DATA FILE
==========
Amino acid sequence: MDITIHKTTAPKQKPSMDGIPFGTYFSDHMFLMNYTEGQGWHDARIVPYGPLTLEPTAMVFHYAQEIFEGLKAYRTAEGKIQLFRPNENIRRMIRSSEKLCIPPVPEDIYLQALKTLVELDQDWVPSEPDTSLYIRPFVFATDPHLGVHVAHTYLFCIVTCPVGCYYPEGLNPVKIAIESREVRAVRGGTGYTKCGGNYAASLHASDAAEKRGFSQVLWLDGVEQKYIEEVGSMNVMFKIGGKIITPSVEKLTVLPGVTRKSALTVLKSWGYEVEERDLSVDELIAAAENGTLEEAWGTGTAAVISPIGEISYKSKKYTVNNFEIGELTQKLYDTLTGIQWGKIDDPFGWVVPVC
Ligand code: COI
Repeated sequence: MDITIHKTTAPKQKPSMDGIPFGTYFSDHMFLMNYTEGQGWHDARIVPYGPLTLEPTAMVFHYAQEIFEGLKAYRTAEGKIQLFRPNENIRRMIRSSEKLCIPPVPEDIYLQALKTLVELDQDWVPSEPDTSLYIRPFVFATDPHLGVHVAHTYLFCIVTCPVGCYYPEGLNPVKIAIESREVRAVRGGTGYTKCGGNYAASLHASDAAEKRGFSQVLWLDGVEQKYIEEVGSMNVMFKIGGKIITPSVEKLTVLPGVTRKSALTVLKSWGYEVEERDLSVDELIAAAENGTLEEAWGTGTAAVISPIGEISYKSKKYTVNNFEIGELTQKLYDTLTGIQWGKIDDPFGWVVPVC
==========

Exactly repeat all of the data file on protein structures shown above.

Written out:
Amino acid sequence: MDITIHKTTAPKQKPSMDGIPFGTYFSDHMFLMNYTEGQGWHDARIVPYGPLTLEPTAMVFHYAQEIFEGLKAYRTAEGKIQLFRPNENIRRMIRSSEKLCIPPVPEDIYLQALKTLVELDQDWVPSEPDTSLYIRPFVFATDPHLGVHVAHTYLFCIVTCPVGCYYPEGLNPVKIAIESREVRAVRGGTGYTKCGGNYAASLHASDAAEKRGFSQVLWLDGVEQKYIEEVGSMNVMFKIGGKIITPSVEKLTVLPGVTRKSALTVLKSWGYEVEERDLSVDELIAAAENGTLEEAWGTGTAAVISPIGEISYKSKKYTVNNFEIGELTQKLYDTLTGIQWGKIDDPFGWVVPVC
Ligand code: COI
Repeated sequence: MDITIHKTTAPKQKPSMDGIPFGTYFSDHMFLMNYTEGQGWHDARIVPYGPLTLEPTAMVFHYAQEIFEGLKAYRTAEGKIQLFRPNENIRRMIRSSEKLCIPPVPEDIYLQALKTLVELDQDWVPSEPDTSLYIRPFVFATDPHLGVHVAHTYLFCIVTCPVGCYYPEGLNPVKIAIESREVRAVRGGTGYTKCGGNYAASLHASDAAEKRGFSQVLWLDGVEQKYIEEVGSMNVMFKIGGKIITPSVEKLTVLPGVTRKSALTVLKSWGYEVEERDLSVDELIAAAENGTLEEAWGTGTAAVISPIGEISYKSKKYTVNNFEIGELTQKLYDTLTGIQWGKIDDPFGWVVPVC